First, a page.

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Anyone have a good kneck turning process?
Discussion regarding the reloading of ammunition and tuning of loads for accuracy
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SingleShotLover
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PostPosted: Tue Jun 17, 2008 5:49 am    Post subject: Re: Anyone have a good kneck turning process? Reply with quote

Like many of the manual case trimmers offered today, my Lyman Universal Trimmer also offers a conversion kit for using an electric drill to turn the shaft. After trying this for a while, I soon decided there had to be a better way. The drill only created additional confusion and clutter on the bench and was extremely awkward in use. I attempted to attach a variety of small motors to the shaft...with varying degrees of success. Many worked to an extent but still were difficult to use smoothly and with a minimum of effort. Finally a better solution presented itself.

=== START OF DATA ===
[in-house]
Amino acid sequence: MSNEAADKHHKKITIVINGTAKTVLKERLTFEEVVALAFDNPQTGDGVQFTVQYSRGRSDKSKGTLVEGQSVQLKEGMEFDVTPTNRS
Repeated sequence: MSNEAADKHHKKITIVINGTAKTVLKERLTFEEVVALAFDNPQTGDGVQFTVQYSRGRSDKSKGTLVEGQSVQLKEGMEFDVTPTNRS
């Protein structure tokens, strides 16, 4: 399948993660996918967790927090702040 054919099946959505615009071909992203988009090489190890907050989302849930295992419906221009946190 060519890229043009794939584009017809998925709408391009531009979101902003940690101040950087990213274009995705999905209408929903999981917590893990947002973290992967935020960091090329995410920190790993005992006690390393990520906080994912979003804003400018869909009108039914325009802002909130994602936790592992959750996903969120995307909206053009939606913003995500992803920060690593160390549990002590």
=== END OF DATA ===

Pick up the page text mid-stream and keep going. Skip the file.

DeWalt and Jacobs Multi-Craft offer flexi-shafts designed for common electric drills. These can be obtained at most hardware stores including Menards, Lowes and Home Depot. They are approximately 40" in length with a 1/4" shaft on the drill end and a standard 3/8" chuck and a convenient handle on the other. In use, the 1/4" shaft is inserted in an appropriate drill and the chuck attached to the cutter shank. This allows the drill itself to remain hanging on the wall or otherwise out of the way and the chuck-end handle gives a person a much better handhold for manipulating the cutter.